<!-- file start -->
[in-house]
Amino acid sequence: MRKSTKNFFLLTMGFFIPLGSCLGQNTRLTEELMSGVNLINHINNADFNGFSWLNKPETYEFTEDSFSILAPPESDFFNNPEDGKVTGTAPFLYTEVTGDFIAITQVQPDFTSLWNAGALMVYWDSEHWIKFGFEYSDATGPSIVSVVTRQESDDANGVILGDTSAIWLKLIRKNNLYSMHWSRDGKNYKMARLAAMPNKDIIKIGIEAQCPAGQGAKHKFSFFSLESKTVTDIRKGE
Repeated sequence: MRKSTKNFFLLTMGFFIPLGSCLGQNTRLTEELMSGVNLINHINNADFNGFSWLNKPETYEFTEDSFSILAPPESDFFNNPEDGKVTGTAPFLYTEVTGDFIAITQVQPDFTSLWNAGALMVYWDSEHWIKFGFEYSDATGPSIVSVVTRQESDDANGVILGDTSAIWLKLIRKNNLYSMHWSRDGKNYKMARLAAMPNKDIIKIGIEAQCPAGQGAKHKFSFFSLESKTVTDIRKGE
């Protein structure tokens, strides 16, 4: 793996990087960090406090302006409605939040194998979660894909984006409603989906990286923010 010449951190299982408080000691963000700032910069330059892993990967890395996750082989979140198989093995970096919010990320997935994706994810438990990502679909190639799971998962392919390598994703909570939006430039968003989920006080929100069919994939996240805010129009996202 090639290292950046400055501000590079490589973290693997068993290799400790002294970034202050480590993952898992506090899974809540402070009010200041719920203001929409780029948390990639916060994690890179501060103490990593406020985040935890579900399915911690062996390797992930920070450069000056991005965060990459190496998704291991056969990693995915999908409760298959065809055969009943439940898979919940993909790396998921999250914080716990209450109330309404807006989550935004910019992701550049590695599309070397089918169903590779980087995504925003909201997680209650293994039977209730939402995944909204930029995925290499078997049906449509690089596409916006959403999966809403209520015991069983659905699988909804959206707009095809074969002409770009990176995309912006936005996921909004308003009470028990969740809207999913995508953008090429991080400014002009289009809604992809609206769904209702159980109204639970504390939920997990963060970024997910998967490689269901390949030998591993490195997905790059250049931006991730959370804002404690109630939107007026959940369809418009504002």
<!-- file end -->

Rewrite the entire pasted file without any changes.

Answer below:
[in-house]
Amino acid sequence: MRKSTKNFFLLTMGFFIPLGSCLGQNTRLTEELMSGVNLINHINNADFNGFSWLNKPETYEFTEDSFSILAPPESDFFNNPEDGKVTGTAPFLYTEVTGDFIAITQVQPDFTSLWNAGALMVYWDSEHWIKFGFEYSDATGPSIVSVVTRQESDDANGVILGDTSAIWLKLIRKNNLYSMHWSRDGKNYKMARLAAMPNKDIIKIGIEAQCPAGQGAKHKFSFFSLESKTVTDIRKGE
Repeated sequence: MRKSTKNFFLLTMGFFIPLGSCLGQNTRLTEELMSGVNLINHINNADFNGFSWLNKPETYEFTEDSFSILAPPESDFFNNPEDGKVTGTAPFLYTEVTGDFIAITQVQPDFTSLWNAGALMVYWDSEHWIKFGFEYSDATGPSIVSVVTRQESDDANGVILGDTSAIWLKLIRKNNLYSMHWSRDGKNYKMARLAAMPNKDIIKIGIEAQCPAGQGAKHKFSFFSLESKTVTDIRKGE
């Protein structure tokens, strides 16, 4: 793996990087960090406090302006409605939040194998979660894909984006409603989906990286923010 010449951190299982408080000691963000700032910069330059892993990967890395996750082989979140198989093995970096919010990320997935994706994810438990990502679909190639799971998962392919390598994703909570939006430039968003989920006080929100069919994939996240805010129009996202 090639290292950046400055501000590079490589973290693997068993290799400790002294970034202050480590993952898992506090899974809540402070009010200041719920203001929409780029948390990639916060994690890179501060103490990593406020985040935890579900399915911690062996390797992930920070450069000056991005965060990459190496998704291991056969990693995915999908409760298959065809055969009943439940898979919940993909790396998921999250914080716990209450109330309404807006989550935004910019992701550049590695599309070397089918169903590779980087995504925003909201997680209650293994039977209730939402995944909204930029995925290499078997049906449509690089596409916006959403999966809403209520015991069983659905699988909804959206707009095809074969002409770009990176995309912006936005996921909004308003009470028990969740809207999913995508953008090429991080400014002009289009809604992809609206769904209702159980109204639970504390939920997990963060970024997910998967490689269901390949030998591993490195997905790059250049931006991730959370804002404690109630939107007026959940369809418009504002």